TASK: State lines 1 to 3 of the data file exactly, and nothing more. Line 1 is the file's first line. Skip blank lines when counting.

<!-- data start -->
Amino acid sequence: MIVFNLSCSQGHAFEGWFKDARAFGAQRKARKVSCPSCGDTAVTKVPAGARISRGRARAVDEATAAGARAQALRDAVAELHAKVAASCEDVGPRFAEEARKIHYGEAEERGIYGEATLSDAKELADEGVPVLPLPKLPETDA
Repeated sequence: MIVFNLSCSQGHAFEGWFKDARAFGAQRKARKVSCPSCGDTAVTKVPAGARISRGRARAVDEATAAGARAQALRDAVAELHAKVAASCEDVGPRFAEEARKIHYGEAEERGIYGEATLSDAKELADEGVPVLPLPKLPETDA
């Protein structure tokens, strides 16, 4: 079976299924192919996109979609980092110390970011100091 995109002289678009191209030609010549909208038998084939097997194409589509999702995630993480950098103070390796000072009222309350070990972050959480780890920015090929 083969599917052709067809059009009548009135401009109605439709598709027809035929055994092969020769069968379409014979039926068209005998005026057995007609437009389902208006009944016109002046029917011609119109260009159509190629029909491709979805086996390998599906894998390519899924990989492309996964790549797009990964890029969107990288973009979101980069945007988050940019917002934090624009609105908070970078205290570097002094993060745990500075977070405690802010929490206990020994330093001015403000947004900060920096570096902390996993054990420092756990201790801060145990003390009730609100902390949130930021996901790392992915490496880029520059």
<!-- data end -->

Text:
Amino acid sequence: MIVFNLSCSQGHAFEGWFKDARAFGAQRKARKVSCPSCGDTAVTKVPAGARISRGRARAVDEATAAGARAQALRDAVAELHAKVAASCEDVGPRFAEEARKIHYGEAEERGIYGEATLSDAKELADEGVPVLPLPKLPETDA
Repeated sequence: MIVFNLSCSQGHAFEGWFKDARAFGAQRKARKVSCPSCGDTAVTKVPAGARISRGRARAVDEATAAGARAQALRDAVAELHAKVAASCEDVGPRFAEEARKIHYGEAEERGIYGEATLSDAKELADEGVPVLPLPKLPETDA
């Protein structure tokens, strides 16, 4: 079976299924192919996109979609980092110390970011100091 995109002289678009191209030609010549909208038998084939097997194409589509999702995630993480950098103070390796000072009222309350070990972050959480780890920015090929 083969599917052709067809059009009548009135401009109605439709598709027809035929055994092969020769069968379409014979039926068209005998005026057995007609437009389902208006009944016109002046029917011609119109260009159509190629029909491709979805086996390998599906894998390519899924990989492309996964790549797009990964890029969107990288973009979101980069945007988050940019917002934090624009609105908070970078205290570097002094993060745990500075977070405690802010929490206990020994330093001015403000947004900060920096570096902390996993054990420092756990201790801060145990003390009730609100902390949130930021996901790392992915490496880029520059």